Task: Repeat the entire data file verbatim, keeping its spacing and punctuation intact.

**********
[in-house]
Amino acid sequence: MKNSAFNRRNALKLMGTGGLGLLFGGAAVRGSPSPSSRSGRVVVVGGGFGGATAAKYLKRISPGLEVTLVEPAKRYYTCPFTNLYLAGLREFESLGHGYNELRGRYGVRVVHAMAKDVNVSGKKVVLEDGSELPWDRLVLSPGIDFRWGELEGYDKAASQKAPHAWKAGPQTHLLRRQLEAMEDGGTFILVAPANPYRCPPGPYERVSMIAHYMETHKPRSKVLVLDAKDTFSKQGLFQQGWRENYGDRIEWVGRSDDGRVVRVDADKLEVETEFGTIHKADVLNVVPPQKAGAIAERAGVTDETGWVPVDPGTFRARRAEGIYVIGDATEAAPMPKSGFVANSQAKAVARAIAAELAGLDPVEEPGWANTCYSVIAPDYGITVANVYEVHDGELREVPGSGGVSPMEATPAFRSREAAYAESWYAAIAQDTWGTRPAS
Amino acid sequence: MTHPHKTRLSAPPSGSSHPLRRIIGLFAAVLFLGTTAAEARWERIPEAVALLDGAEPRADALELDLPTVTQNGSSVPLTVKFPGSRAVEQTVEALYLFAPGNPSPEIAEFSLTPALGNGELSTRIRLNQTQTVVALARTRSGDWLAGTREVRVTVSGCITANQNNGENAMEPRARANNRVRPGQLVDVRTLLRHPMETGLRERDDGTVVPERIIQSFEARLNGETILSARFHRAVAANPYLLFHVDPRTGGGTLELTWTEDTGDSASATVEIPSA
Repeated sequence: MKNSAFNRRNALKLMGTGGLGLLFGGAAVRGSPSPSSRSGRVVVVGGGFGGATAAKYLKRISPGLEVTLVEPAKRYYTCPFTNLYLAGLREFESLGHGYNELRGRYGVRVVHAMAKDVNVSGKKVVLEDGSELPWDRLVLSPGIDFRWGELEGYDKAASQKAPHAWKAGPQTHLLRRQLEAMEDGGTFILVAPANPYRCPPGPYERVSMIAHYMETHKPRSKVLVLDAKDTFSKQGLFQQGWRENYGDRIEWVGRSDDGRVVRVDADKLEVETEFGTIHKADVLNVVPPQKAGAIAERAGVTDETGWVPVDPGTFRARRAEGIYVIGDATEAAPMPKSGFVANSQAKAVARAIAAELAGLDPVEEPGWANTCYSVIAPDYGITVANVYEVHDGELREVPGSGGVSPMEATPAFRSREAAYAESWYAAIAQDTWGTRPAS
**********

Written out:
[in-house]
Amino acid sequence: MKNSAFNRRNALKLMGTGGLGLLFGGAAVRGSPSPSSRSGRVVVVGGGFGGATAAKYLKRISPGLEVTLVEPAKRYYTCPFTNLYLAGLREFESLGHGYNELRGRYGVRVVHAMAKDVNVSGKKVVLEDGSELPWDRLVLSPGIDFRWGELEGYDKAASQKAPHAWKAGPQTHLLRRQLEAMEDGGTFILVAPANPYRCPPGPYERVSMIAHYMETHKPRSKVLVLDAKDTFSKQGLFQQGWRENYGDRIEWVGRSDDGRVVRVDADKLEVETEFGTIHKADVLNVVPPQKAGAIAERAGVTDETGWVPVDPGTFRARRAEGIYVIGDATEAAPMPKSGFVANSQAKAVARAIAAELAGLDPVEEPGWANTCYSVIAPDYGITVANVYEVHDGELREVPGSGGVSPMEATPAFRSREAAYAESWYAAIAQDTWGTRPAS
Amino acid sequence: MTHPHKTRLSAPPSGSSHPLRRIIGLFAAVLFLGTTAAEARWERIPEAVALLDGAEPRADALELDLPTVTQNGSSVPLTVKFPGSRAVEQTVEALYLFAPGNPSPEIAEFSLTPALGNGELSTRIRLNQTQTVVALARTRSGDWLAGTREVRVTVSGCITANQNNGENAMEPRARANNRVRPGQLVDVRTLLRHPMETGLRERDDGTVVPERIIQSFEARLNGETILSARFHRAVAANPYLLFHVDPRTGGGTLELTWTEDTGDSASATVEIPSA
Repeated sequence: MKNSAFNRRNALKLMGTGGLGLLFGGAAVRGSPSPSSRSGRVVVVGGGFGGATAAKYLKRISPGLEVTLVEPAKRYYTCPFTNLYLAGLREFESLGHGYNELRGRYGVRVVHAMAKDVNVSGKKVVLEDGSELPWDRLVLSPGIDFRWGELEGYDKAASQKAPHAWKAGPQTHLLRRQLEAMEDGGTFILVAPANPYRCPPGPYERVSMIAHYMETHKPRSKVLVLDAKDTFSKQGLFQQGWRENYGDRIEWVGRSDDGRVVRVDADKLEVETEFGTIHKADVLNVVPPQKAGAIAERAGVTDETGWVPVDPGTFRARRAEGIYVIGDATEAAPMPKSGFVANSQAKAVARAIAAELAGLDPVEEPGWANTCYSVIAPDYGITVANVYEVHDGELREVPGSGGVSPMEATPAFRSREAAYAESWYAAIAQDTWGTRPAS